Skip to main content

Revalidating a measurement instrument of spatial thinking ability for junior and high school students


Spatial thinking is a set of cognitive abilities that enable people to organize, reason about, and mentally manipulate both real and imagined spaces. One of the available measurement instruments is the Spatial Thinking Ability Test (STAT). Given the critical need for spatial thinking ability measurement for junior and high school students, and the popularity of STAT to measure spatial thinking ability, revalidation of STAT is necessary as STAT was developed primarily for university students and validation of the original STAT was based on the classical test theory from which the findings are notoriously sample dependent. We used Rasch modeling to revalidate STAT as it allows parameters to be mutually independent and measures to be interval. The sample included 1340 junior and high school students. Item fit statistics, Item Characteristics Curves, unidimensionality test, and the Wright map provided evidence for the construct validity of STAT measures. The reliability of the instrument was moderate. Wald test for item measure invariance of individual items showed that among sixteen items seven items were variant in measures. The Anderson LR test indicates that the Rasch difficulty measures of STAT were not adequate for invariance. There was no DIF between two subsamples based on gender, suggesting fairness of the instrument in terms of gender. The above results suggest that STAT possesses certain degrees of validity, reliability, and fairness, although there is still room for further improvement.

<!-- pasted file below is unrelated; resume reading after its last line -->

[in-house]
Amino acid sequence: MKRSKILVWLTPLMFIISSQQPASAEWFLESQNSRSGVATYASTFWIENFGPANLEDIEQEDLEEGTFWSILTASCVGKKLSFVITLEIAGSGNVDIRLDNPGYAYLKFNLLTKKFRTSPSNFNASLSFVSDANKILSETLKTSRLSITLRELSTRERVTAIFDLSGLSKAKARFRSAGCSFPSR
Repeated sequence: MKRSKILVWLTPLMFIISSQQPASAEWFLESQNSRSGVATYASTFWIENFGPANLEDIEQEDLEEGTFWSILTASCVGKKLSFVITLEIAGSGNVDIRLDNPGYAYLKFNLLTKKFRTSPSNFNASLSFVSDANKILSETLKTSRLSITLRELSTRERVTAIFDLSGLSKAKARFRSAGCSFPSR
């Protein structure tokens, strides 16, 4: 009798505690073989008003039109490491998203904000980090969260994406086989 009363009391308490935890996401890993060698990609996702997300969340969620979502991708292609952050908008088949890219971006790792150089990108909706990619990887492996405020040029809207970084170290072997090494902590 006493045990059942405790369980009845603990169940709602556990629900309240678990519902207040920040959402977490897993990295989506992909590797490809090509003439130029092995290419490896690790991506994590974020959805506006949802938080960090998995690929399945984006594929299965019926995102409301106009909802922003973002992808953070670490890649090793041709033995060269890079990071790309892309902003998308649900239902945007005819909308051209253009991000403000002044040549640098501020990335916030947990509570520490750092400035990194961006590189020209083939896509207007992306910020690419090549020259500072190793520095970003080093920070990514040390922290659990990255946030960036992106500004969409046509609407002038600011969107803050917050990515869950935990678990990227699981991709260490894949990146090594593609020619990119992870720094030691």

Spatial thinking is a distinct, universal, and productive form of thinking used in a variety of academic disciplines, ranging from psychology to natural sciences, although each discipline may emphasize different aspects of spatial thinking. Spatial thinking is often used synonymously with spatial ability (Lee & Jo, 2022); however spatial ability and spatial thinking are distinct in that spatial ability is a psychological trait while spatial thinking is a collection of cognitive skills that involves both knowledge and cognitive operations applied to knowledge (NRC, 2006). Spatial thinking has also been called spatial thinking ability. For example, Lohman (1996) defined spatial ability as the “ability to generate, retain, retrieve, and transform well-structured visual images“(p.112). Alkan and Erdem (2011) stated that “spatial abilities are described as the combination of the skills such as creating mental pictures of objects in the universe, recognizing in different ways and budging these objects as a whole or in pieces individually” (p.3446). Spatial thinking is a set of cognitive abilities that enable us to organize, reason about, and mentally manipulate both real and imagined spaces. These include reasoning about the shape, size, orientation, direction, and trajectory of objects, the relationships between objects, mentally visualizing objects and/or their relationships, and reasoning about objects and their spatial and time relationships (Gagnier et al., 2022; NRC, 2006).